Summary: During times of mental stress, young veterans with PTSD show increased ‘fight or flight’ response, a new study reports.
Source: The Psychological Society.
Young veterans with combat-related post-traumatic stress disorder (PTSD) have an increased ‘fight or flight’ response during mental stress, according to new findings published this week in the Journal of Physiology.
The team at Emory University School of Medicine, led by Dr Jeanie Park, believe that this contributes to the increased risk of high blood pressure and heart disease in PTSD patients.
PTSD is prevalent in both military and civilian populations. The lifetime prevalence of PTSD in US adults is 7.8% and around 14% in post-9/11 veterans. PTSD patients are known to have a higher risk for developing high blood pressure and cardiovascular disease.
The researchers also found that veterans with PTSD had higher adrenaline levels and less control of their heart rate in response to blood pressure changes. While previous studies have suggested that the sympathetic nervous system- the ‘fight or flight’ response- of veterans is overactive, this study was the first to measure this increased activity directly and provide a potential mechanism behind this response.
Dr Park and her team took these measurements while the participants experienced two types of mental stress. First-person war images and sounds shown through virtual reality goggles recreated mental stress related to PTSD. Mental arithmetic elicited mental stress un-related to PTSD.
They studied the physiology of post-9/11 veterans, 14 of whom had PTSD and 14 who did not. They measured blood pressure, performed an electrocardiogram (EKG), and recorded sympathetic nerve activity directly in real-time using electrodes placed inside a large nerve. This technique is called microneurography and is considered the gold-standard method for assessing sympathetic nervous system activity in humans.
Commenting on the study, Dr Park said: ‘To protect patients against high blood pressure and heart disease, we need to first understand how their physiology malfunctions. We can then identify potential treatments.’
‘This study looked specifically at veterans with combat-related PTSD, so the findings do not necessarily apply to non-veterans with PTSD, nor to patients with non-combat-related PTSD,’ she added.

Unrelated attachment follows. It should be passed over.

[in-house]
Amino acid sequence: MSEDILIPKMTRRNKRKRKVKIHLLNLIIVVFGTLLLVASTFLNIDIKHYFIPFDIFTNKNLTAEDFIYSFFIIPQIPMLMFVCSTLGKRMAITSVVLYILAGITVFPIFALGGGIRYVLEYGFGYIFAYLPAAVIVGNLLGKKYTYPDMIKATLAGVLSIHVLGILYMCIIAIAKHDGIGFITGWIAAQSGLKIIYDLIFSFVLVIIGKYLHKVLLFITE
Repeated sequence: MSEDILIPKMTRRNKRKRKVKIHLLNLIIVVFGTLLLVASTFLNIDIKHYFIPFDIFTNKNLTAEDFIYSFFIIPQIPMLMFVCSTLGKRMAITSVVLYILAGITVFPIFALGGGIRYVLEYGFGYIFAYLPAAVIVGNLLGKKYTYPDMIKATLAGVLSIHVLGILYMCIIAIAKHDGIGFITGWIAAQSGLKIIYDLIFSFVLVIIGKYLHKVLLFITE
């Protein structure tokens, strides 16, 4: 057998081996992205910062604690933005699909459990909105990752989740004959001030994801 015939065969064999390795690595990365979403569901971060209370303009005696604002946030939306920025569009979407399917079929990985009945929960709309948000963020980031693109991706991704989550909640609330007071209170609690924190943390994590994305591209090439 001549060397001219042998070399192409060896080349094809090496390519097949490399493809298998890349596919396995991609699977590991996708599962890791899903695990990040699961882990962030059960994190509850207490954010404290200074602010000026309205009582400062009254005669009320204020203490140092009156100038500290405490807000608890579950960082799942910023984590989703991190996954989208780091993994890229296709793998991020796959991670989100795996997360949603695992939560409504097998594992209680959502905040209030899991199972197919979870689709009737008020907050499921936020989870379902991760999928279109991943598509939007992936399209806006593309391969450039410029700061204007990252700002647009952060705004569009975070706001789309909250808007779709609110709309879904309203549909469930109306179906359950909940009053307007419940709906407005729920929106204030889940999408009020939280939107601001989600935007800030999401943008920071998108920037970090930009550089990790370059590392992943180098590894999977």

Source: Julia Turan – The Psychological Society
Image Source: NeuroscienceNews.com image is in the public domain.
Original Research: Abstract for “Baroreflex dysfunction and augmented sympathetic nerve responses during mental stress in veterans with posttraumatic stress disorder (PTSD)” by Jeanie Park, Paul J. Marvar, Peizhou Liao, Melanie L. Kankam, Seth D. Norrholm, Ryan M. Downey, S. Ashley McCullough, Ngoc-Anh Le, and Barbara O. Rothbaum in Journal of Physiology. Published online May 14 2017 doi:10.1113/JP274269
Baroreflex dysfunction and augmented sympathetic nerve responses during mental stress in veterans with posttraumatic stress disorder (PTSD)
Posttraumatic Stress Disorder (PTSD) is associated with increased cardiovascular (CV) risk. We tested the hypothesis that PTSD patients have augmented sympathetic nervous system (SNS) and hemodynamic reactivity during mental stress, and impaired arterial baroreflex sensitivity (BRS). 14 otherwise healthy Veterans with combat-related PTSD were compared to 14 matched Controls without PTSD. Muscle sympathetic nerve activity (MSNA), continuous blood pressure (BP), and electrocardiography were measured at baseline, and during two types of mental stress: combat-related mental stress using virtual reality combat exposure (VRCE); and noncombat related stress using mental arithmetic (MA). Cold pressor test (CPT) was administered for comparison. BRS was tested using pharmacologic manipulation of BP via the Modified Oxford technique at rest and during VRCE. Blood samples were analysed for inflammatory biomarkers. Baseline characteristics, MSNA and hemodynamics were similar between the groups. In PTSD versus Controls, MSNA (+8.2 ± 1.0 vs +1.2 ± 1.3 bursts/min P < 0.001) and heart rate (HR) responses (+3.2 ± 1.1 vs −2.3 ± 1.0 beats/min, P = 0.003) were significantly augmented during VRCE. Similarly, in PTSD versus Controls, MSNA (+21.0 ± 2.6 vs +6.7 ± 1.5 bursts/min, P < 0.001) and diastolic BP responses (+6.3 ± 1.0 vs +3.5 ± 1.0 mmHg, P = 0.011) were significantly augmented during MA, but not during CPT (P = NS). In the PTSD group, sympathetic BRS (-1.2 ± 0.2 vs -2.0 ± 0.3 BI mmHg−1, P = 0.026) and cardiovagal BRS (9.5 ± 1.4 vs 23.6 ± 4.3 ms mmHg−1, P = 0.008) were significantly blunted at rest. PTSD patients had significantly higher hs-CRP levels compared to Controls (2.1 ± 0.4 vs 1.0 ± 0.3 mg L−1, P = 0.047). Augmented SNS and hemodynamic responses to mental stress, blunted BRS, and inflammation may contribute to increased CV risk in PTSD.
“Baroreflex dysfunction and augmented sympathetic nerve responses during mental stress in veterans with posttraumatic stress disorder (PTSD)” by Jeanie Park, Paul J. Marvar, Peizhou Liao, Melanie L. Kankam, Seth D. Norrholm, Ryan M. Downey, S. Ashley McCullough, Ngoc-Anh Le, and Barbara O. Rothbaum in Journal of Physiology. Published online May 14 2017 doi:10.1113/JP274269